Have you ever stopped to consider the type of wiring you have in the attic? If you want to wire an attic, you should answer this question before proceeding. The last thing you want is to break your area’s regulations by installing the wrong type of wire. But what is the correct type of wire, and how can you protect it from harm?
Can I Run Romex In Attic?
You can run Romex in the attic. Some laypeople agree that attics require non-metallic cables. However, they don’t know how Romex fits into the picture. But this only happens because they think Romex is a type of wire, which is not the case. Romex is a brand, and it can work in attics because Romex is a non-metallic cable.
Conduits are not a requirement. You only run wires through a conduit in response to the threat of physical damage.
Admittedly, it isn’t up to you. Check your area’s regulations. What do they have to say about wires in the attic? Contractors will do whatever the building code says.
Some homeowners prefer to perform these installations themselves. However, again, you have to check the regulations. If they prohibit homeowners from performing electrical installations without a license, you don’t have a choice. You need to hire a licensed electrician.
What Type of Romex Should I use?
Attics are complicated places. They are part of the house. However, they also feel separate.
- When it comes to installing wires, you have to consider the various threats, including pests and temperature fluctuations.
- The location matters. Even though contractors attach the conductors to the sides of the attic, many homeowners won’t hesitate to run the cables along the floor.
- Either way, people tend to use non-metallic sheathed cables. Although, you can also use an armored cable if the situation calls for it. Armored cabling works if you want to avoid fraying, but conduits don’t interest you.
- Where the size is concerned, aim for 12AWG. 12AWG is not the thickest gauge, but it can carry a significant amount of current.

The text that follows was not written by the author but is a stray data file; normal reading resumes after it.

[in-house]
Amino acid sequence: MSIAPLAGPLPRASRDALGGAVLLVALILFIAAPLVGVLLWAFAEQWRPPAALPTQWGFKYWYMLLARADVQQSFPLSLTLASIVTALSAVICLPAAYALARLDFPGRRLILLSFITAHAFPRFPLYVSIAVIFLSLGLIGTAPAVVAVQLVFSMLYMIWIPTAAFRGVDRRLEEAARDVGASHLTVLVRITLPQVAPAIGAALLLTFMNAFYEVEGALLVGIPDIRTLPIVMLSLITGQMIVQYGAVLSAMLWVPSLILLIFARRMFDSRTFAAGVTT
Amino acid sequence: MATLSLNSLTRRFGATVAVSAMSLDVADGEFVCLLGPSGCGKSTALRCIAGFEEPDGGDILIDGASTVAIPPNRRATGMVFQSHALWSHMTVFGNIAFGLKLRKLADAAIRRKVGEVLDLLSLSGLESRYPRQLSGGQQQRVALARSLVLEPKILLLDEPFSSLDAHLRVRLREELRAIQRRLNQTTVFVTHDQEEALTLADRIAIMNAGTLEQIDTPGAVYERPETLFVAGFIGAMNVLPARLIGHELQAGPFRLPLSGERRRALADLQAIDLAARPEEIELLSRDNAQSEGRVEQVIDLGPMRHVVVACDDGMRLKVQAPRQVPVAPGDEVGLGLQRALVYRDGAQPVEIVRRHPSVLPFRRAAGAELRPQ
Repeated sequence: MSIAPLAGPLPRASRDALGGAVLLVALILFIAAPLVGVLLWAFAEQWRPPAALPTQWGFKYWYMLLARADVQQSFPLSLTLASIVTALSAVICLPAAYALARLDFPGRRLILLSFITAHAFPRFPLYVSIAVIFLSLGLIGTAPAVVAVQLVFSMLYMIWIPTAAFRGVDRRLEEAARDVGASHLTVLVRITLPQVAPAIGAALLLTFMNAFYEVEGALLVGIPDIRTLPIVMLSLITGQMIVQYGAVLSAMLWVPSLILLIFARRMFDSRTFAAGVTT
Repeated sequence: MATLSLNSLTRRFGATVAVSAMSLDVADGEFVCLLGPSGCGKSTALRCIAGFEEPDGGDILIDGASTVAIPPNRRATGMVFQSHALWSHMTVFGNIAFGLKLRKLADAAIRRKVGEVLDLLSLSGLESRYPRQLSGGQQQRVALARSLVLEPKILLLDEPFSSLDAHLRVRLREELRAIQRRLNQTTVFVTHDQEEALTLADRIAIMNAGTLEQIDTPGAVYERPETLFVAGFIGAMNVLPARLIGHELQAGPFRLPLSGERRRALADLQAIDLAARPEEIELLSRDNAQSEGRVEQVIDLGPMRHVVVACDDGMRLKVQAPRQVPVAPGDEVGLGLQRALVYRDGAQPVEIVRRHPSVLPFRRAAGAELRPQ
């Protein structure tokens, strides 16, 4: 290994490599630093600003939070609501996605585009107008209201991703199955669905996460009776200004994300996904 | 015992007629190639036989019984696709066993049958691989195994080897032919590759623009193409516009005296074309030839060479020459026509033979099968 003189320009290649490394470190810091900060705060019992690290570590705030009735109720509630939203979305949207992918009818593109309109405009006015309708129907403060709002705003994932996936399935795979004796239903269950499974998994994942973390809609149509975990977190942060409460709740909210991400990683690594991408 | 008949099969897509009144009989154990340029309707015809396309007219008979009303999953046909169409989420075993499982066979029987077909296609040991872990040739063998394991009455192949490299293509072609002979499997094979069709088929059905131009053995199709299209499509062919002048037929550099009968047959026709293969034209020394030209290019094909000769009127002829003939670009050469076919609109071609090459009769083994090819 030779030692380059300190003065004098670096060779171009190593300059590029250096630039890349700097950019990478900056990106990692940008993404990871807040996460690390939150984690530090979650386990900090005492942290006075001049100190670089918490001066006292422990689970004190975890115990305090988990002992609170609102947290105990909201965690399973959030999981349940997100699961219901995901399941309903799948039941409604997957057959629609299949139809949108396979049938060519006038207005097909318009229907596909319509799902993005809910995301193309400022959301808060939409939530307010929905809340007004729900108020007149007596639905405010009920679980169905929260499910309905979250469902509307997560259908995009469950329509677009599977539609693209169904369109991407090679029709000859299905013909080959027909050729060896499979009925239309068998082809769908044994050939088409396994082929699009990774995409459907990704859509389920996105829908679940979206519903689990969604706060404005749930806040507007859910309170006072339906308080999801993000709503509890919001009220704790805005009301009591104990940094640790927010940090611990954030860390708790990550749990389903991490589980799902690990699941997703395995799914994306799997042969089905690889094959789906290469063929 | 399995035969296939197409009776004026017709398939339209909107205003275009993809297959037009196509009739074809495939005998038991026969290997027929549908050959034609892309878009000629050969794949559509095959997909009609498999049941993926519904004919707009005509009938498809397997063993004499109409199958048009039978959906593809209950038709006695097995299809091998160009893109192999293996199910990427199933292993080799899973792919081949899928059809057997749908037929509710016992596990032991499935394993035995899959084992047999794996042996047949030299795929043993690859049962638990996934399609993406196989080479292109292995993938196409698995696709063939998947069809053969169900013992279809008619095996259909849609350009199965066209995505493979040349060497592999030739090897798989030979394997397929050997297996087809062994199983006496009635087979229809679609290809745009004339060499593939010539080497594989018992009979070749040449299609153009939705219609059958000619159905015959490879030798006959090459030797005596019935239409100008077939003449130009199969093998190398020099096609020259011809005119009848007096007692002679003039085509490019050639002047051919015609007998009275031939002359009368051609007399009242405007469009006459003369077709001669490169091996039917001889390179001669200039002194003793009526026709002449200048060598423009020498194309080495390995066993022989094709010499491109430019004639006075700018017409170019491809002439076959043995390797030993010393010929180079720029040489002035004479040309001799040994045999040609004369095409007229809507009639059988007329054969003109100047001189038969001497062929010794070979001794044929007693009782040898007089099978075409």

How Do I Protect My Romex Wire In The Attic?
You have to protect the cables in your attic. People ruin attic wires all the time. They do this unintentionally by placing boxes on the conductors and moving them back and forth, destroying the jacket.
They will also walk on the cables when entering or leaving the attic. Every so often, someone’s foot will get caught on a wire, and they will tag at it while trying to get free.
These accidents seem minor, but they matter because damaged cables can short circuit. The last thing you want is arcing in an attic. Don’t forget: many people use the attic as storage.
They keep everything from clothes to newspapers in the attic. So, what do you think happens when arcing occurs? You will ignite the flammable elements, starting a fire that will probably burn your house down.
Because of these risks and more, you should take the following actions to safeguard the wires:
1). First of all, the NEC wants contractors to protect wires in an accessible attic. Granted, the conductors have to meet specific conditions. For instance, they must run across the floor joists.
You should also protect them if the contractor added them to the rafters or studs. These rules are equally applicable to wires near the attic’s opening (within six feet).
In other words, you don’t have a choice in the matter. You cannot choose to leave the wires exposed, not unless your local building code has given you permission to do so.
Many people follow the NEC’s regulations, and for a good reason. Local rules and regulations typically enforce the standards set by the NEC. That being said, some locations have unique codes that differ from the NEC.
If local regulations contradict the NEC, you must follow the local rules. They take precedence. Do not act without consulting a professional, especially if you don’t even know what the local regulations say.
2). But how do you actually protect the wires in an attic? You need guard strips. Add them to either side of the wire.
3). Bore holes in the sides of the joists and pull the cables through to keep them safe. Naturally, you can’t just bore holes wherever you want. Check your regulations. What do they have to say about the size and location of the holes?
The last thing you want is to weaken the joists. Even if you have the skill, boring through structural members is out of the question. You must hire an engineer. You cannot proceed without their approval.
4). Don’t just place boards on the cables. This practice seems harmless, but it compresses the wires, pushing them against the floor joists. The edge of plywood can easily cut into the line, breaking the jacket and exposing the conductors.